Obsolete Boutique Fuels and Failure to Arbitrage

Lynne Kiesling Andy Morriss (Univ. of Alabama Law School) and Don Boudreaux (George Mason University) have an excellent op-ed in today’s Wall Street Journal, A Coca-Cola Solution to High Gas Prices. The punch line: environmental fuel formulation regulations balkanize wholesale fuel markets and make prices more volatile as a consequence. This is not a new … More Obsolete Boutique Fuels and Failure to Arbitrage

Can We Finally Get the Ethanol Mandate Monkey off of Our Backs?

Lynne Kiesling This summer, corn prices are high. Drought, extreme weather, and other factors combine to increase corn prices, and one of those factors is the federal ethanol mandate/renewable fuels requirement implemented over 20 years ago (as an oxygenate requirement) and extended in 2005. Roger Pielke Jr. points to a Purdue research paper that suggests … More Can We Finally Get the Ethanol Mandate Monkey off of Our Backs?

Better Red Than Dead, but Not Red Yet (on Solar Power)

In her New York Times Economix column Nancy Folbre recently said (“The Red Faces of the Solar Skeptics,” March 10, 2014): If the faces of renewable energy critics are not red yet, they soon will be. For years, these critics — of solar photovoltaics in particular — have called renewable energy a boutique fantasy. A recent Wall … More Better Red Than Dead, but Not Red Yet (on Solar Power)

Fundamentals of Spring Gasoline Price Increases

Lynne Kiesling The following is a post I wrote in March 2004 about the regular, annual, seasonal rise in gasoline prices that always occurs at this time of year. I am reposting it here because it generally still applies, and I am inserting some updated comments in bold below. Being systematic, here are the primary … More Fundamentals of Spring Gasoline Price IncreasesMore Fundamentals of Spring Gasoline Price Increases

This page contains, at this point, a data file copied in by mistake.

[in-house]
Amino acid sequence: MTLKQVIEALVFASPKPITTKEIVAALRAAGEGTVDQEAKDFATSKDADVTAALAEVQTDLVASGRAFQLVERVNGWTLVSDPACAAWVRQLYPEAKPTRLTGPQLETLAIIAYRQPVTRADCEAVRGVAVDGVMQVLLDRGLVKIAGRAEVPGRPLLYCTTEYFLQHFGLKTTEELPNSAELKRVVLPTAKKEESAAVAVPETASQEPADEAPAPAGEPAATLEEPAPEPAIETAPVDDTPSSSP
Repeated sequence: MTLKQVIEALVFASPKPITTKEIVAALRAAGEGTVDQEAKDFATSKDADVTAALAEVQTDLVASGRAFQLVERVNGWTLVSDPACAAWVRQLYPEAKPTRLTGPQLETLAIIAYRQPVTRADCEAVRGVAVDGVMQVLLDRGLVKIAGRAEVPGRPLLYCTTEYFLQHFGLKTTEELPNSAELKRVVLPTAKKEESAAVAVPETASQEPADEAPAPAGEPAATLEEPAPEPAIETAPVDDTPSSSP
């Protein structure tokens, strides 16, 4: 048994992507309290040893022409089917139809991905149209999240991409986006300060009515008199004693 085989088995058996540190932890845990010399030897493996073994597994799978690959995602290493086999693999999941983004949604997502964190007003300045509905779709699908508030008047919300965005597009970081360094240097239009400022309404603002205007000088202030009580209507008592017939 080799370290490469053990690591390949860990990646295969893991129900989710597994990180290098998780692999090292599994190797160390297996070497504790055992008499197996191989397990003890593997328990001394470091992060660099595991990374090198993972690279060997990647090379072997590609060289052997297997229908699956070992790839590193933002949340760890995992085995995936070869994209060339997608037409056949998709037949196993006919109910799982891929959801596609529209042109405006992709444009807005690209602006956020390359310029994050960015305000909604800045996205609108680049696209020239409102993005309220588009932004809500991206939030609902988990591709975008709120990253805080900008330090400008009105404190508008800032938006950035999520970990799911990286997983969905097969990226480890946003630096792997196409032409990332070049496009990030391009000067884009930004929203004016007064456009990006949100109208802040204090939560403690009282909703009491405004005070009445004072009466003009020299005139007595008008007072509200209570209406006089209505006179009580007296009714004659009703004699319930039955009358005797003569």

Two New Reports on the Boutique Fuel Problem

Lynne Kiesling Last week while I was off philosophizing, the Federal Trade Commission released a new report on the factors that influence retail gasoline prices (hat tip to Todd Zywicki). The FTC watches retail gasoline prices carefully, and every spring like clockwork when prices go up and my Senator (that would be Dick Durbin) rails … More Two New Reports on the Boutique Fuel ProblemMore Two New Reports on the Boutique Fuel Problem

Barry Posner On Refinery Capacity

In a comment on one of my gasoline posts below, Barry Posner made some great observations about refinery capacity that are so good that I’m going to pull them out and post them here. I have been abstracting from refinery capacity in recent discussions of gas price fluctuations, because it has been a constraint for … More Barry Posner On Refinery CapacityMore Barry Posner On Refinery Capacity

Virginia Postrel’s written a must-read Economic Scene column in today’s New York Times. Its topic is specialization, and specifically the move away from vertical integration in the structure of many industries. Technological change has contributed to making this move possible and profitable. There’s a large field in new institutional economics that explores precisely this dynamic. … More More

Virginia Postrel’s written a must-read Economic Scene column in today’s New York Times. Its topic is specialization, and specifically the move away from vertical integration in the structure of many industries. Technological change has contributed to making this move possible and profitable. There’s a large field in new institutional economics that explores precisely this dynamic. … More More

Virginia Postrel’s written a must-read Economic Scene column in today’s New York Times. Its topic is specialization, and specifically the move away from vertical integration in the structure of many industries. Technological change has contributed to making this move possible and profitable. There’s a large field in new institutional economics that explores precisely this dynamic. … More More

Why Do We Get The Short End Of The Stick?

Because no one in the Midwest (or anywhere else, for that matter) wants a refinery built next to them. Plus we have oxygenated fuel requirements, reformulated gasoline requirements, and some of us have state-level boutique fuel requirements. So gas prices in the Midwest are the most volatile in the whole country. See, for example, this … More Why Do We Get The Short End Of The Stick?More Why Do We Get The Short End Of The Stick?